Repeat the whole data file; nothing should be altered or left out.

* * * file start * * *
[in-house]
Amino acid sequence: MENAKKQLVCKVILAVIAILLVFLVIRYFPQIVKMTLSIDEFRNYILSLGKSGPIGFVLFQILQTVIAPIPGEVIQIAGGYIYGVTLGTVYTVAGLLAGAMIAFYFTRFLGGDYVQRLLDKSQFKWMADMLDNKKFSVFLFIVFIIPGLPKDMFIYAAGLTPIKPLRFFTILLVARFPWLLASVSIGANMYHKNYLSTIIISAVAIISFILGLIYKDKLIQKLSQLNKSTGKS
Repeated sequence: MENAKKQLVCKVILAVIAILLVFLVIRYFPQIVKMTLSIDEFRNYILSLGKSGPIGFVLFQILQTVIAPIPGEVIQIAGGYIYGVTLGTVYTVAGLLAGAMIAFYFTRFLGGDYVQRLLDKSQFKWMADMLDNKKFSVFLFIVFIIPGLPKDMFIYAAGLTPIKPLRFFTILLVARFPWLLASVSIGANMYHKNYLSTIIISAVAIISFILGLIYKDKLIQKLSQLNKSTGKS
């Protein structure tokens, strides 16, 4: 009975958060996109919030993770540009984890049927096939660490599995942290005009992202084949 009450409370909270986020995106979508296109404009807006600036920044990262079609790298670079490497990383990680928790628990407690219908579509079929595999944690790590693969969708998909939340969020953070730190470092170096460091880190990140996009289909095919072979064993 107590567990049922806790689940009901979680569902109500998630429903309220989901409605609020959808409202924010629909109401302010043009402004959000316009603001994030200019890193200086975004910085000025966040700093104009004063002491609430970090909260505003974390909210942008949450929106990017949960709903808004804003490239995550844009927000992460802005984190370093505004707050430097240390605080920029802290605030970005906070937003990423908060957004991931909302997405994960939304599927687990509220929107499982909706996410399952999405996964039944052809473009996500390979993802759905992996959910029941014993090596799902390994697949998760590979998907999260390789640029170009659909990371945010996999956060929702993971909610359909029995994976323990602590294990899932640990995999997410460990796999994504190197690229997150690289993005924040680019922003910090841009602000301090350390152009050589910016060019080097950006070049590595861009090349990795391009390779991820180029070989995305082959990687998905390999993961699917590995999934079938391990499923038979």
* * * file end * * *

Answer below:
[in-house]
Amino acid sequence: MENAKKQLVCKVILAVIAILLVFLVIRYFPQIVKMTLSIDEFRNYILSLGKSGPIGFVLFQILQTVIAPIPGEVIQIAGGYIYGVTLGTVYTVAGLLAGAMIAFYFTRFLGGDYVQRLLDKSQFKWMADMLDNKKFSVFLFIVFIIPGLPKDMFIYAAGLTPIKPLRFFTILLVARFPWLLASVSIGANMYHKNYLSTIIISAVAIISFILGLIYKDKLIQKLSQLNKSTGKS
Repeated sequence: MENAKKQLVCKVILAVIAILLVFLVIRYFPQIVKMTLSIDEFRNYILSLGKSGPIGFVLFQILQTVIAPIPGEVIQIAGGYIYGVTLGTVYTVAGLLAGAMIAFYFTRFLGGDYVQRLLDKSQFKWMADMLDNKKFSVFLFIVFIIPGLPKDMFIYAAGLTPIKPLRFFTILLVARFPWLLASVSIGANMYHKNYLSTIIISAVAIISFILGLIYKDKLIQKLSQLNKSTGKS
């Protein structure tokens, strides 16, 4: 009975958060996109919030993770540009984890049927096939660490599995942290005009992202084949 009450409370909270986020995106979508296109404009807006600036920044990262079609790298670079490497990383990680928790628990407690219908579509079929595999944690790590693969969708998909939340969020953070730190470092170096460091880190990140996009289909095919072979064993 107590567990049922806790689940009901979680569902109500998630429903309220989901409605609020959808409202924010629909109401302010043009402004959000316009603001994030200019890193200086975004910085000025966040700093104009004063002491609430970090909260505003974390909210942008949450929106990017949960709903808004804003490239995550844009927000992460802005984190370093505004707050430097240390605080920029802290605030970005906070937003990423908060957004991931909302997405994960939304599927687990509220929107499982909706996410399952999405996964039944052809473009996500390979993802759905992996959910029941014993090596799902390994697949998760590979998907999260390789640029170009659909990371945010996999956060929702993971909610359909029995994976323990602590294990899932640990995999997410460990796999994504190197690229997150690289993005924040680019922003910090841009602000301090350390152009050589910016060019080097950006070049590595861009090349990795391009390779991820180029070989995305082959990687998905390999993961699917590995999934079938391990499923038979």